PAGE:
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Poll: Voters likely to support tax used for streets

Cracked street in Petaluma.

Argus-Courier file photo.
Published: Wednesday, January 8, 2014 at 12:56 p.m.
Last Modified: Wednesday, January 8, 2014 at 12:56 p.m.

As city council members revel in poll results that showed Petaluma voters are likely to approve a sales tax increase to pay for street and traffic improvements, they now face the daunting task of crafting a measure that ensures voters get what they want.

“I was pleasantly surprised by the support,” said Mayor David Glass. “But now the real work begins.”

A recent survey of 450 Petaluma voters conducted by the Sacramento firm William Berry Campaigns showed that 60 percent of those polled were likely to approve a 1-cent sales tax increase for a duration of 30 years, if the money it raised went to road maintenance and crosstown connectors to reduce traffic congestion.

Therein lies the problem for city officials. While 60 percent is a majority of voters, it does not meet the required two-thirds majority to pass a specialized tax that funds specific projects, such as street repair. A general tax measure, which only requires a 50-plus-one majority approval making it much more likely to pass, cannot be earmarked for specific projects. The revenue raised goes into the city's general fund coffers and can be spent at the city council's discretion.

“What we absolutely cannot do is ask the voters to pass a general sales tax that the public thinks will pay for traffic relief and then not provide the traffic relief,” said Glass. “I'm very pleased that the public has enough faith in this council to see that we truly need the money and we would spend it where they want us to. Now we just have to figure out how to get the voters what they want for many years to come, through many different councils.”

Petaluma's 8.25 percent sales tax rate is currently tied for the second lowest in the county with Sebastopol. A 1-cent increase for 30 years would raise about $10 million a year and about $300 million over the life of the tax, and bring the city's sales tax to 9.25 percent. The additional penny on every dollar spent in Petaluma would generate enough money to fund almost all the street projects the city currently has planned — including the long-promised Rainier Avenue crosstown connector, designed to give commuters another route to travel between east and west Petaluma.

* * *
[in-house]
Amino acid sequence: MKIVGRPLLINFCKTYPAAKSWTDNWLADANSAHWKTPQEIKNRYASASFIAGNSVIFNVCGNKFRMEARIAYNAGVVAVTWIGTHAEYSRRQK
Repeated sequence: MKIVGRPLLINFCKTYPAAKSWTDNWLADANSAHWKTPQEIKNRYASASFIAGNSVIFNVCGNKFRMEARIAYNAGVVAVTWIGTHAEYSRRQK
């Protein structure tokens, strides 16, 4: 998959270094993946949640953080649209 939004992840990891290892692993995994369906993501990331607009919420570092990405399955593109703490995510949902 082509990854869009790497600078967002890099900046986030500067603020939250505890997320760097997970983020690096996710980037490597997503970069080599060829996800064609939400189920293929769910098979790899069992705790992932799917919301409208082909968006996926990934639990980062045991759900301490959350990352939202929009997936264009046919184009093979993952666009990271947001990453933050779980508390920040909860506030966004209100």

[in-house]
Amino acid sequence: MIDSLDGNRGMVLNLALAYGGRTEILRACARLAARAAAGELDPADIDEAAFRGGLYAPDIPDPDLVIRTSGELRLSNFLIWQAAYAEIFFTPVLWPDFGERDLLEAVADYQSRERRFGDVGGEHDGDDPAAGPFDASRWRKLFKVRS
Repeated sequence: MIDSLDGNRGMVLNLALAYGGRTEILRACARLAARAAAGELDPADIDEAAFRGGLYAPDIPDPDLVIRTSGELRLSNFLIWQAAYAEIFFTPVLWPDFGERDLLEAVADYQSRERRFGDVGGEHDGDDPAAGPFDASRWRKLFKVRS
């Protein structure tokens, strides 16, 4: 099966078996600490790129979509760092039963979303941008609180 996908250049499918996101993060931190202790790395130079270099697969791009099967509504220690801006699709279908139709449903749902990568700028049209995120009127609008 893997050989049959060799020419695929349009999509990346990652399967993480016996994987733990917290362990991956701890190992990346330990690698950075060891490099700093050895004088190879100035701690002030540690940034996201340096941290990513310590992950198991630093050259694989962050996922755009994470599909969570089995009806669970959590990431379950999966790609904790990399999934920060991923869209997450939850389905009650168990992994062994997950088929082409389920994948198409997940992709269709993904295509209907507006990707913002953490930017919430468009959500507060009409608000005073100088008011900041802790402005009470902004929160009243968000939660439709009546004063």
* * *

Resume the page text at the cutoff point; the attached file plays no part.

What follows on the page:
“Three hundred million dollars over the life of the tax means you could do a lot,” said City Councilmember Mike Healy. “You could build two crosstown connectors.”

But a 1-cent increase would also put Petaluma at the highest sales tax rate in the county — something that worries Glass.

“Over 9 percent is a concern to me,” he said Tuesday. “At what point do we lose shoppers because we've become non-competitive in our pricing? I'm not sure. But we also have to realize that many people want traffic mitigation and they may be willing to pay for it. These are all things we have to get a better handle on before we move forward.”

Passing a tax increase measure is not easy, according to William Berry Campaigns consultant Bill Berry.

“You have the necessary support to place a general funding measure on the ballot, but it will need to address traffic and street maintenance,” said Berry.

City Manager John Brown stressed the need to educate the public on the benefits such a tax could provide.

“Our next step is to go out in the community and validate what the survey suggests,” said Brown. “We will be talking to associations, groups and citizens. The council needs to see the results of that before making any decisions on what the tax would look like. I'm highly encouraged by what I'm seeing here, though.”

Brown estimated city staff would need about four months to meet with the public before it can recommend any specifics on on how the measure should be crafted to the council.

Voters were also polled about a possible half- and quarter-cent sales tax increase for between five and 30 years. The poll showed about 65 percent of voters would approve a half-cent increase and almost 70 percent would approve a quarter-cent increase. Barry said the poll results carry a 4 percent margin of error.

While Petaluma's current budget is balanced, the city is facing a projected $2.3 million deficit by 2017. Though sales tax revenue from the recently opened East Washington Place shopping center and the soon-to-open Deer Creek Village shopping center is expected to help fund street and infrastructure projects, a recent push by the state's employee pension organization, CalPERS, to fully fund its future liabilities has raised the city's bills for employee benefits. With aging emergency vehicles, a run-down police station and the worst city roads in the county, Petaluma is facing a significant financial shortfall in the coming years.

(Contact Janelle Wetzstein at janelle.wetzstein@arguscourier.com)

(Correction: An earlier version of this story incorrectly listed Petaluma's sales tax rate as 8 percent, when it is actually 8.25 percent. A 1-cent sales tax increase would bring Petaluma's sales tax rate to 9.25 percent.)

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